Former Democrat Congressman and presidential hopeful Robert “Beto” O’Rourke will fight climate change through executive action “when” he is elected by ending new leases for oil and gas production on federal lands.
O’Rourke made the remarks in an interview on Thursday with taxpayer-funded National Public Radio, which pushed the candidate on climate change policy and left out most of what he said about it in the published transcript on NPR’s website, only citing his comment that we need to “free ourselves from fossil fuel” and make the same kind of investments that took man to the moon.
Morning Edition host Steve Inskeep asked O’Rourke if he would ask Americans to make sacrifices.
When you talk to scientists about what would be necessary to get to zero carbon emissions, they often talk about people having to change their daily behaviors — drive an electric car; that’s not such a bad change. Live in a smaller house. People might feel uncomfortable with that. Have fewer children. Eat less meat. Are you not going to demand any kind of sacrifice from anyone in order to get to zero carbon emissions?
“Yeah, we’re going to have to make an investment as a country,” O’Rourke said. “It is not going to necessarily be easy.”
“Here is the opportunity to meet a true existential threat of this moment, and I’m confident that it’s going to bring out the absolute best in us,” O’Rourke said. “It’s nothing to be afraid of — something to meet head on and to overcome and to do it together.”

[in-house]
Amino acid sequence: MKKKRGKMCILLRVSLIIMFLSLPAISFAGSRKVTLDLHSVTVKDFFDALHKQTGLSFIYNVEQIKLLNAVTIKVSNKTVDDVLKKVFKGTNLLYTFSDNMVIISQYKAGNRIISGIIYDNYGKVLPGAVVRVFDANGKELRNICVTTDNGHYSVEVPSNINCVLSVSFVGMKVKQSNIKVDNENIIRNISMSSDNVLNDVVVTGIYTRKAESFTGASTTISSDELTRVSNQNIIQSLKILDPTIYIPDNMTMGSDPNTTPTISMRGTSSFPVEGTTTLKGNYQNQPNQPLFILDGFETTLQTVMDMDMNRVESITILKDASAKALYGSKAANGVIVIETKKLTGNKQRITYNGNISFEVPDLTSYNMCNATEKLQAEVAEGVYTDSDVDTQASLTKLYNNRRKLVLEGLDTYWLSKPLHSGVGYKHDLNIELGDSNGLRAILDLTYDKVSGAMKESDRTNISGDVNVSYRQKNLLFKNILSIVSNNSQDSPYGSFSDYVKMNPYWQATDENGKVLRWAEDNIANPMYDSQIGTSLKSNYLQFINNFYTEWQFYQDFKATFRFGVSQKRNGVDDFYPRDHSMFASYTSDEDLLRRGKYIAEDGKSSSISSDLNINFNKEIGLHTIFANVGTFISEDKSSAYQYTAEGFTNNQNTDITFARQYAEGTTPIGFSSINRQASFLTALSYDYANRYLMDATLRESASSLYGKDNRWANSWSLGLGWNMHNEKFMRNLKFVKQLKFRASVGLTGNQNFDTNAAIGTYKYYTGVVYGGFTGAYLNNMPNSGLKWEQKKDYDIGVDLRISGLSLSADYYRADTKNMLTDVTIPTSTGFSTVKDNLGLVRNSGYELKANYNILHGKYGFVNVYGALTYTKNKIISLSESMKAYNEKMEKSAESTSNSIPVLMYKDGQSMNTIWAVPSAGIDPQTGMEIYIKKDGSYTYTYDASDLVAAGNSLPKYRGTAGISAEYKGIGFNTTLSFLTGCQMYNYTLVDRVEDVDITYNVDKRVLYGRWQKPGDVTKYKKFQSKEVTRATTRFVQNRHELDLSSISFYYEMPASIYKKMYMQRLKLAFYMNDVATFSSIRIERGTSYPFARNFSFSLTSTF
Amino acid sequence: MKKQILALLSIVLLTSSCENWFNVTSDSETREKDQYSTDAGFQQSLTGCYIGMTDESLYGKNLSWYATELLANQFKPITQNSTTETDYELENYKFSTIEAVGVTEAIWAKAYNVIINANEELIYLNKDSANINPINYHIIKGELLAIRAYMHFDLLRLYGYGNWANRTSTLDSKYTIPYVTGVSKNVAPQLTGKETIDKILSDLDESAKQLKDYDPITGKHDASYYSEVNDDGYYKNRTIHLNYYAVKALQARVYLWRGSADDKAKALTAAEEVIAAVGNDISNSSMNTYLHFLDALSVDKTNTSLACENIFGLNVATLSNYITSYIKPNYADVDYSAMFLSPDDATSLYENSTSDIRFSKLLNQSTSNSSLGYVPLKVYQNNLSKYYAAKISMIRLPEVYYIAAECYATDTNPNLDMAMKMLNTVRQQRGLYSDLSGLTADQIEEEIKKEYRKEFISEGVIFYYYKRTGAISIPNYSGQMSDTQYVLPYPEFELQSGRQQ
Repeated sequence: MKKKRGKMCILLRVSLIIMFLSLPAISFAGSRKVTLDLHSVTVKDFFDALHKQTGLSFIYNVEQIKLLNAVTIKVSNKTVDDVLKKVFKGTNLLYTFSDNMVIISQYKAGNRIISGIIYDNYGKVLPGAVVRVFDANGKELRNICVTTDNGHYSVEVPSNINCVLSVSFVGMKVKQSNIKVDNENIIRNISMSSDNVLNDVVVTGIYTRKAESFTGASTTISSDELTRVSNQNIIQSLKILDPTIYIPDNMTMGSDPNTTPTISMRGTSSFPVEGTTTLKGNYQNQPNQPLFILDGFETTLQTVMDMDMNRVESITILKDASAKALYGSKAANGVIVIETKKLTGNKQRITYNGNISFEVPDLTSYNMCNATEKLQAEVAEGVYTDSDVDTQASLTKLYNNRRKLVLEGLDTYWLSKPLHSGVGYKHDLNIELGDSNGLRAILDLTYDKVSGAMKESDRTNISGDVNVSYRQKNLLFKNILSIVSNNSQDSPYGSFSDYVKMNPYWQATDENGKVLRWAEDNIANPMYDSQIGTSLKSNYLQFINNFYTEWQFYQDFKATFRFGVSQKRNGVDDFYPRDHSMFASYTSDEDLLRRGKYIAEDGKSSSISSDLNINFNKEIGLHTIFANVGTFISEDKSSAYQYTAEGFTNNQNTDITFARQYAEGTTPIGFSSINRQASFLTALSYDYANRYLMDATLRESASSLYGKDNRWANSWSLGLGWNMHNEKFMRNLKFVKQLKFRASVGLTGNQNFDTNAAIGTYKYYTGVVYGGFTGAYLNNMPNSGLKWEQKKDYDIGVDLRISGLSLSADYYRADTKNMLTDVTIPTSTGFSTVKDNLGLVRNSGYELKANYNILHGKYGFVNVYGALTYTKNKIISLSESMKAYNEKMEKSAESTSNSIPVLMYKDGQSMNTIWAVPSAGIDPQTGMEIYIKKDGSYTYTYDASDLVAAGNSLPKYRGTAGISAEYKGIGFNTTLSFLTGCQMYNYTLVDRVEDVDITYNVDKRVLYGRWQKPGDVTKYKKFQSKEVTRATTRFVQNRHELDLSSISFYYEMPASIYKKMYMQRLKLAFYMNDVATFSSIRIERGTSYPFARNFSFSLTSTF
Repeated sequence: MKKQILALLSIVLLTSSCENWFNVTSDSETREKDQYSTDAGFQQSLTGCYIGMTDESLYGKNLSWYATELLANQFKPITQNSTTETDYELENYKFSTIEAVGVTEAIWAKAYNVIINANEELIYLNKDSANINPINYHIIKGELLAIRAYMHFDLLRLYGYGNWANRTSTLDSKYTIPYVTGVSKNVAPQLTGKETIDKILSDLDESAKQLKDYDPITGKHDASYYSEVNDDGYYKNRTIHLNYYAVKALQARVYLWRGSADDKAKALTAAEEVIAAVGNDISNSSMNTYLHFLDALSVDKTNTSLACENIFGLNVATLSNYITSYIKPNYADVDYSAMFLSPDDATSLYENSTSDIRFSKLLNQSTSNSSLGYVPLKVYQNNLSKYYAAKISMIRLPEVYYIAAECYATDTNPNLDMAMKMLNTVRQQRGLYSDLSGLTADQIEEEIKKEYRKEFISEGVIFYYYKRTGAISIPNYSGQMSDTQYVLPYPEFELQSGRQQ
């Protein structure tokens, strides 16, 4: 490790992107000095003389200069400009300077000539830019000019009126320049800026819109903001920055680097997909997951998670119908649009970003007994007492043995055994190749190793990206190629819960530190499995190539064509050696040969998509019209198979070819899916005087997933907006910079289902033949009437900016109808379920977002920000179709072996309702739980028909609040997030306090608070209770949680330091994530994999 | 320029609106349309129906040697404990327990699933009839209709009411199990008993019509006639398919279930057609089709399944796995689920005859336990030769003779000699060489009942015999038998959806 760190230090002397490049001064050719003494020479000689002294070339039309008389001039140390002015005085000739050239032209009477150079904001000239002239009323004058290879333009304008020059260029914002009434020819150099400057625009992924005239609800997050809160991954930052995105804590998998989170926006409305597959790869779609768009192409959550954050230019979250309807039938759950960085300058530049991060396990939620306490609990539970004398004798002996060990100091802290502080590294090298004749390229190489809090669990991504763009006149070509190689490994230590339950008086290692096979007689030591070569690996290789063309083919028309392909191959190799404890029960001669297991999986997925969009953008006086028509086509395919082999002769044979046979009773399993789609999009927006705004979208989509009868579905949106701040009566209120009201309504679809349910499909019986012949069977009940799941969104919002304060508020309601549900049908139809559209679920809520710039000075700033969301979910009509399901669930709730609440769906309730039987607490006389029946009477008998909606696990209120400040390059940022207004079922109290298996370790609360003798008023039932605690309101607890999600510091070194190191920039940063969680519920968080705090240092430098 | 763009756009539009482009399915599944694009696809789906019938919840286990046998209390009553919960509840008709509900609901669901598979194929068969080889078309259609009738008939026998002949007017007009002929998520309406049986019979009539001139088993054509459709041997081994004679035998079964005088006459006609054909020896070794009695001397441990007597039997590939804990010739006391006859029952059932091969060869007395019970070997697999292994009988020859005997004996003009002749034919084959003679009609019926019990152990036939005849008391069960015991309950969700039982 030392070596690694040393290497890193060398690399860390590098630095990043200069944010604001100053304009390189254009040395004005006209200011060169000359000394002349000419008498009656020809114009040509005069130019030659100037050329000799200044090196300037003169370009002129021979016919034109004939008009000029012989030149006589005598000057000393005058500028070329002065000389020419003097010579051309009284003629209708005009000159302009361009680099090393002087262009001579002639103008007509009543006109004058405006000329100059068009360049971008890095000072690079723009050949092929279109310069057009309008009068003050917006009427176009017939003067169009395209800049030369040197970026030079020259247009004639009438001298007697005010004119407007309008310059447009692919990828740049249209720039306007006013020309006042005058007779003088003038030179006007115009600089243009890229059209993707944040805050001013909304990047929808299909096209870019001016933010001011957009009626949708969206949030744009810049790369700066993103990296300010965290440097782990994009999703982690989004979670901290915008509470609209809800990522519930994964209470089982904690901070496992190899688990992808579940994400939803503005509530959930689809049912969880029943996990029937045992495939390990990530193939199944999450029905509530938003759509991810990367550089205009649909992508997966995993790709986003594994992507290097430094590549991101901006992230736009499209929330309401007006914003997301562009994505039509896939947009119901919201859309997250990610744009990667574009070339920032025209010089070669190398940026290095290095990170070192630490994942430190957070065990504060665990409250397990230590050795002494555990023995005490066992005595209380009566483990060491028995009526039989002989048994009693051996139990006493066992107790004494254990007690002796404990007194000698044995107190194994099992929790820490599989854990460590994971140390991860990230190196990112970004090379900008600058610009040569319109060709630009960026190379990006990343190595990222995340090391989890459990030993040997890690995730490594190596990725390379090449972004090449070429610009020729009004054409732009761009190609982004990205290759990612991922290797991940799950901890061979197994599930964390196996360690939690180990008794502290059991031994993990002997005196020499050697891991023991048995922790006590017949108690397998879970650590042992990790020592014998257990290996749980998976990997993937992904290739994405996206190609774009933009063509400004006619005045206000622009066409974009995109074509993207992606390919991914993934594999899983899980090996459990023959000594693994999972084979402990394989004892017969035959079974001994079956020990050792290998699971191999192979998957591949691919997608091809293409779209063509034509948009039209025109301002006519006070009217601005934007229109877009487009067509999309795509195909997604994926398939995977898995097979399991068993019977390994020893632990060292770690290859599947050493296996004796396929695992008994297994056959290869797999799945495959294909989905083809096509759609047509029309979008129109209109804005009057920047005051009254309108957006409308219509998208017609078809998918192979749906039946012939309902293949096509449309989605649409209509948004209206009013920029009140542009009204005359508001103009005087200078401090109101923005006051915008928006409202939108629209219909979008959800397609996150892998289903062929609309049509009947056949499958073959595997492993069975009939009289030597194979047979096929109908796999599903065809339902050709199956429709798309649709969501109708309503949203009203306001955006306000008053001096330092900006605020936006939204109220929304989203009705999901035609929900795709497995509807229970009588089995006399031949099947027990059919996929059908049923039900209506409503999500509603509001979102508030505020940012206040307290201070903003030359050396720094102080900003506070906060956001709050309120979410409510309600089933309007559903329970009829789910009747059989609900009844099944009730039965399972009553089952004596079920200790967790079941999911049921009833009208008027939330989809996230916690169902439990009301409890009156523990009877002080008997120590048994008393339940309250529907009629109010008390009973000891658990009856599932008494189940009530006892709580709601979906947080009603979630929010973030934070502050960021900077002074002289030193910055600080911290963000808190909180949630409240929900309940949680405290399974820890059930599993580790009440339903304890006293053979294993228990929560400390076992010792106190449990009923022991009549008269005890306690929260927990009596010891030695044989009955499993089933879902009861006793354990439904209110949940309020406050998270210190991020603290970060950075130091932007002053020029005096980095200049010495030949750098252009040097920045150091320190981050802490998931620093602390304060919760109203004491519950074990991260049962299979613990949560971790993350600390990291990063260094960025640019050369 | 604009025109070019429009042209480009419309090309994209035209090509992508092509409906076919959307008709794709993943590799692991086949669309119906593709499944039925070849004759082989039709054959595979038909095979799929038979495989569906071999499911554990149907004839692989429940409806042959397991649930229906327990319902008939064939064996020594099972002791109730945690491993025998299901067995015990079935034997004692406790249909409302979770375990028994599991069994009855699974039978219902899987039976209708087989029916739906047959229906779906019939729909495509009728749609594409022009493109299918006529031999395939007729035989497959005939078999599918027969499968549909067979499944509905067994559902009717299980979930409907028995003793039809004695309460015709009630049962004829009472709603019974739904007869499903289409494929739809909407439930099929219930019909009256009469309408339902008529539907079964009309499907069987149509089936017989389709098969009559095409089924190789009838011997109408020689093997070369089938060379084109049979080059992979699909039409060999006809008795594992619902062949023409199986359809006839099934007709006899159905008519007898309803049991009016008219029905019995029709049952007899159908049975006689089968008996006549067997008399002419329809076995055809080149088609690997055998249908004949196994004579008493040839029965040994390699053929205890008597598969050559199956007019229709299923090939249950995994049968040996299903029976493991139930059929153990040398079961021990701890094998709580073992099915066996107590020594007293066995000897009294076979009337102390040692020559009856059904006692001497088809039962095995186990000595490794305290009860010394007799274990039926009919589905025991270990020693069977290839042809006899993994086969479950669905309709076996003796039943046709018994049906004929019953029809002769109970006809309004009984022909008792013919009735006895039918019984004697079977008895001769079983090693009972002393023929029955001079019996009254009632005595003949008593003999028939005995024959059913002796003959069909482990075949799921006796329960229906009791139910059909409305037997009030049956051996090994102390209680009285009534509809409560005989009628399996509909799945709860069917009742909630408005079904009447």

Inskeep asked if O’Rourke supports the oil industry in his state, which provides the state with incredible prosperity, according to the state’s 2019 State of Energy Report that shows 2018 oil production in Texas totaled a record 1.54 billion barrels (bbl) in 2018, surpassing a previous record of 1.28 billion bbl set in 1973, Forbes magazine reported.
O’Rourke said oil will be replaced by wind power.
“My state’s big industry is going to have to transition into its other big industry,” O’Rourke said. “We generate more wind power than any other state in the union.” He went on:
As we free ourselves from that dependence on fossil fuels, we’re going to see more of my fellow Texans and fellow Americans transition into renewable energy jobs —high demand, high skill occupations – and I think it’s really important that we invest in the training to make sure that we have the skilled workforce that’s ready to take on this global challenge
“Are you not going to tell anyone in America — you just need to live in a smaller house; it needs to be closer to work and therefore it’s going to have to be smaller,” Inskeep said. “You might want to think about having your third kid.”
As president, I’m not going to tell you what kind of home that you live in or what you’re going to have for dinner, but I hope to inspire you to do everything within your power to meet the greatest challenge that we have ever faced with the knowledge that if we fail to do that — to make every use of American innovation and service and yes sacrifice over the next ten years. … Then the fires and the storms and the droughts that we see right now will pale in comparison to what our kids and grandkids experience.
Inskeep asked why O’Rourke’s climate change plan includes taking executive action when he opposed President Barack Obama’s attempt at using executive action to legalize millions of people in the United States illegally in 2014.
“Because we don’t have time to waste and there’s some things that are under the prevue of the administration,” O’Rourke said. “For example, ensuring that we do not have any new oil and gas leases on federal lands.”
“Not only is that the best thing to do that’s clearly the responsibility of the president and the necessary departments and agency that can make sure that we’re meeting this challenge,” O’Rourke said.
Follow Penny Starr on Twitter